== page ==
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Selective Densitometry of the Lumbar Spine

[+] Author Affiliations
Bryant Chu

The Taylor Collaboration Laboratories, San Francisco, CA

Jeremi Leasure

The Taylor Collaboration Laboratories, San Francisco, CASan Francisco Orthopaedic Residency Program, San Francisco, CA

Dimitriy Kondrashov

San Francisco Orthopaedic Residency Program, San Francisco, CASt. Mary’s Spine Center, San Francisco, CA

Paper No. SBC2013-14218, pp. V01AT09A008; 2 pages
doi:10.1115/SBC2013-14218
From:
  • ASME 2013 Summer Bioengineering Conference
  • Volume 1A: Abdominal Aortic Aneurysms; Active and Reactive Soft Matter; Atherosclerosis; BioFluid Mechanics; Education; Biotransport Phenomena; Bone, Joint and Spine Mechanics; Brain Injury; Cardiac Mechanics; Cardiovascular Devices, Fluids and Imaging; Cartilage and Disc Mechanics; Cell and Tissue Engineering; Cerebral Aneurysms; Computational Biofluid Dynamics; Device Design, Human Dynamics, and Rehabilitation; Drug Delivery and Disease Treatment; Engineered Cellular Environments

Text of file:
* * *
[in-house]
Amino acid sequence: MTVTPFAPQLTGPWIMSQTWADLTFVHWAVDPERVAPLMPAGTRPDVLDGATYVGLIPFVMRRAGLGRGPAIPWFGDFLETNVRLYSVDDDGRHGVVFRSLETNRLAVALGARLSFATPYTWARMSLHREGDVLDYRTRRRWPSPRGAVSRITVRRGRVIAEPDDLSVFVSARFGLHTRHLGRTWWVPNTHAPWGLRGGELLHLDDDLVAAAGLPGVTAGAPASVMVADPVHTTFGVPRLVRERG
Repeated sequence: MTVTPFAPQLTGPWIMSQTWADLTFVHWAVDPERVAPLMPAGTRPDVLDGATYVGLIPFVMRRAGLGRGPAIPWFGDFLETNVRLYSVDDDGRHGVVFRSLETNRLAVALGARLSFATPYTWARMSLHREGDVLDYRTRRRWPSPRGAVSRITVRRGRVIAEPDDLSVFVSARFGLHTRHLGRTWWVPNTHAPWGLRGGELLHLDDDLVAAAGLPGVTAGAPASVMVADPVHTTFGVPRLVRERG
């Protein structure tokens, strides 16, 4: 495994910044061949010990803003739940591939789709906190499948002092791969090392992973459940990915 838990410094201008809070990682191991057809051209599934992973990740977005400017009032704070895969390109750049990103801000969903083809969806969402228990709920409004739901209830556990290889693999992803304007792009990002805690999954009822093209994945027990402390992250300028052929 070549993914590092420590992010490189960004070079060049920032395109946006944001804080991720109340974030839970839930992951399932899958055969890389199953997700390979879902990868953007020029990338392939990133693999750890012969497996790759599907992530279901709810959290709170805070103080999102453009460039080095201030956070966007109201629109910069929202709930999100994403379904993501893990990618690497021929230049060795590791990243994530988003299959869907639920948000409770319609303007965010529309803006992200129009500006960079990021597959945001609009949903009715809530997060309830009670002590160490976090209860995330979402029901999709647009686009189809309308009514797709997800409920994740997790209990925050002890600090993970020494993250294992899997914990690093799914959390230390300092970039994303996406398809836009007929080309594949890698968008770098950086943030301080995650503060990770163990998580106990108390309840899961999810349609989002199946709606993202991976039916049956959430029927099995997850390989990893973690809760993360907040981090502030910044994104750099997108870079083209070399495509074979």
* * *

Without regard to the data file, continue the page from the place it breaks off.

• Sunriver, Oregon, USA, June 26–29, 2013
  • Conference Sponsors: Bioengineering Division
  • ISBN: 978-0-7918-5560-7
  • Copyright © 2013 by ASME

abstract

Bone mineral density (BMD) has been identified as a major factor in spine construct strength, with failures resulting in pedicle screw loosening and pullout2. Computed tomography (CT) scans have been shown to effectively measure BMD1,4. Previous research has utilized this linear correlation of CT Hounsfield Units (HU) to BMD in order to determine BMD as a function of anatomic location within cervical vertebrae1; however, the lumbar spine has not yet been reported on. The goal of this study was to describe BMD of anatomical regions within lumbar vertebrae using the correlation between HU and BMD. It was hypothesized that posterior elements of the spine would exhibit significantly different BMD than the vertebral body. This was tested through means comparison of BMD for each anatomical region.

Copyright © 2013 by ASME

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